Climate Change and Health – The Link
CEESP News: Suryakanta Acharya. The impacts of climate change on health and health care are being recognized of late. The rising temperatures and the increasing frequency and intensity of extreme weather events are of grave concern to all life forms on earth and patients are no exception.
Photo: Maxim Tolchinskiy, Unsplash
The impacts of climate change on health and health care are being recognized of late. The rising temperatures and the increasing frequency and intensity of extreme weather events are of grave concern to all life forms on earth and patients are no exception. In response to these grave dangers, many in the health care industry are implementing mitigation and resilience strategies to remain relevant in future.
There is a good opportunity for health professionals to help patients see and realize the connections between climate change and their health. This fact is fundamentally driven by our goal to prevent harm and improve health. As patients see these connections, climate change becomes personal, and action becomes a prescription for improving health.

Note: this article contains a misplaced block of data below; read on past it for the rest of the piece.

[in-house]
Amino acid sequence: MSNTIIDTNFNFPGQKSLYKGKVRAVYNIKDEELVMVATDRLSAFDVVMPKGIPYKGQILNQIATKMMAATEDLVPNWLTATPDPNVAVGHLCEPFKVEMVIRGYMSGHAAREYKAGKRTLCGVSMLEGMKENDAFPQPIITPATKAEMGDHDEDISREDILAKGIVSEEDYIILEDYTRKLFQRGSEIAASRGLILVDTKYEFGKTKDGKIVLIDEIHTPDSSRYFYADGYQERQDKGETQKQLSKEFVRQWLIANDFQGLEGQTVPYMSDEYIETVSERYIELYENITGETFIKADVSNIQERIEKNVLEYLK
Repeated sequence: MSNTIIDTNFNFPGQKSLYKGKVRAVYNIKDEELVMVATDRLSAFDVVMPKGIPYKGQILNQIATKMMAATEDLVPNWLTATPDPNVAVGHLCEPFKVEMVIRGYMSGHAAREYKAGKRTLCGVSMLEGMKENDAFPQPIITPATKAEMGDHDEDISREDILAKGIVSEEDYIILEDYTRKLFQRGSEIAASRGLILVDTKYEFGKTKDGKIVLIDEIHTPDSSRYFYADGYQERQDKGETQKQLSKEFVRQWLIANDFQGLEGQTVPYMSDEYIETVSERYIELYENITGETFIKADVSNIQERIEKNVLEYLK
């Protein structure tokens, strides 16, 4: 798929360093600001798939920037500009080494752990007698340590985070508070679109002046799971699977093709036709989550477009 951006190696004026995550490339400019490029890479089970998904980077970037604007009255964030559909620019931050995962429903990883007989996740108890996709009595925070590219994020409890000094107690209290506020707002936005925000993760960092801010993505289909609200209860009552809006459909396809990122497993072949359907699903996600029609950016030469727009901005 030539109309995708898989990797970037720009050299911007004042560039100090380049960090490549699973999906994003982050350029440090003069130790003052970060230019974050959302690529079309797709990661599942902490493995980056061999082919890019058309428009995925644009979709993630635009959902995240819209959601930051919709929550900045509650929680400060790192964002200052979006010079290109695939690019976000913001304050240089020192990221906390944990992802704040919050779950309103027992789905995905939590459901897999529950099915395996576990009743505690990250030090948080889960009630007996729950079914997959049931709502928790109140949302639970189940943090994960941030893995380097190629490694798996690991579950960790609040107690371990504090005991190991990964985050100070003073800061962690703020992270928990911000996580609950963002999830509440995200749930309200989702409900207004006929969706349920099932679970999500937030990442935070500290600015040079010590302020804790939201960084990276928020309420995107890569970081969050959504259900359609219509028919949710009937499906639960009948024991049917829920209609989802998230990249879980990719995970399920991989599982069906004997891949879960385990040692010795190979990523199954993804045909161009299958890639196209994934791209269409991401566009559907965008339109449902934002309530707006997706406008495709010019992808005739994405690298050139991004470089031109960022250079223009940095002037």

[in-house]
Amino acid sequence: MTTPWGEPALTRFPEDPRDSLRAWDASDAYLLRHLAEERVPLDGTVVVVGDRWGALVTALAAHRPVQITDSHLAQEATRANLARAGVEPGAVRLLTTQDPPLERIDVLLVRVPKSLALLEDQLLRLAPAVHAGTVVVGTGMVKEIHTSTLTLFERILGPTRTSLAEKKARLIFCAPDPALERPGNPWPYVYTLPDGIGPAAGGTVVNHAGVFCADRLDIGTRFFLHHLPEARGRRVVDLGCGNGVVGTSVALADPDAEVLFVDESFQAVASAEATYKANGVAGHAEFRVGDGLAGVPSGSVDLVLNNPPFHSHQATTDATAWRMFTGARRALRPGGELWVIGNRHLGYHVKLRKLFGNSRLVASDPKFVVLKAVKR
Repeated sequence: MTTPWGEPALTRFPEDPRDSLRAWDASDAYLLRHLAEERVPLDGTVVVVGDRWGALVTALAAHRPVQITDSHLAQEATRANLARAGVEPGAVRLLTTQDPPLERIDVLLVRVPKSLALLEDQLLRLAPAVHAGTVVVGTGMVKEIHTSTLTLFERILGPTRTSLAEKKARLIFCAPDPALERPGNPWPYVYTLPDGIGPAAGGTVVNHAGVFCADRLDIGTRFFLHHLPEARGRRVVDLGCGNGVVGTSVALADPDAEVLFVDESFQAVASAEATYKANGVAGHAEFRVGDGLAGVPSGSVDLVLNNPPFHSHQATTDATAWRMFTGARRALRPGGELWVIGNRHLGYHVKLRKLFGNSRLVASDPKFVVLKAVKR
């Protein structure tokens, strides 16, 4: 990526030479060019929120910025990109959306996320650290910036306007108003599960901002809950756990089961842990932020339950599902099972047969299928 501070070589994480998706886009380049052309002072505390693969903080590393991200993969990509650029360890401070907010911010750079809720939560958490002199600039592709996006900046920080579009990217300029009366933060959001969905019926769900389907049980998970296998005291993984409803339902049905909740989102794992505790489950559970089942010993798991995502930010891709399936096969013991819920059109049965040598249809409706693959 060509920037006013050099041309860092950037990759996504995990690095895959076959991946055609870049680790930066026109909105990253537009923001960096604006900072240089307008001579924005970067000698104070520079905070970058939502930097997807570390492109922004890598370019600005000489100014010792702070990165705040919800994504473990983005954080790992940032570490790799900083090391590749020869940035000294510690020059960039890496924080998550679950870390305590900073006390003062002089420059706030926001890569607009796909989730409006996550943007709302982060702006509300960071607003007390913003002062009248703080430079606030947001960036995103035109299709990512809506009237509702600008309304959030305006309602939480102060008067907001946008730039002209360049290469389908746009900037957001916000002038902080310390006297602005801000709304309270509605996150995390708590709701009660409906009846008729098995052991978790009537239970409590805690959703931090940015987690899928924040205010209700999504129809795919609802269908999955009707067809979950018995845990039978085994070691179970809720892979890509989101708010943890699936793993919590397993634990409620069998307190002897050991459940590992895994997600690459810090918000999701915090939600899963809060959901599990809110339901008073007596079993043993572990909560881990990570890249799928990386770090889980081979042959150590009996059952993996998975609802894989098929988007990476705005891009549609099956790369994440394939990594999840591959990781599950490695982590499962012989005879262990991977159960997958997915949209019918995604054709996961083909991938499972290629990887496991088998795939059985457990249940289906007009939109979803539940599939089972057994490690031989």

The burning of fossil fuels is the root cause of both air pollution and climate change ultimately affecting our health. Patients suffer most from this effect. While the direct harms are more easily identified, it is challenging to see the indirect harms and ways in which climate change affects health and worsens inequities. We can no longer use a rearview mirror to understand the threats ahead, and health care can’t adequately prepare for what it doesn’t fully understand. Thus, we must rapidly generate and disseminate the evidence required to guide our befitting response.
Oftentimes, mitigation may seem abstract since it is acting upstream to get to the root cause, but resiliency and sustainability must go hand in hand. The vicious cycle of health care contributing to air pollution and climate change must stop, else it will harm the patients and threatens delivery of health care. We must respond now; otherwise, it will be much harder to handle later.
I must admit as a doctor, the healthcare industry understands climate change poorly. Having said that, every step must be taken to educate the healthcare industry not only to understand the issue, but to take steps to mitigate the effects of climate change. This needs active participation of healthcare workers in climate change events. That would be a progressive step for the healthcare industry as well as for the climate.
A Radiation oncologis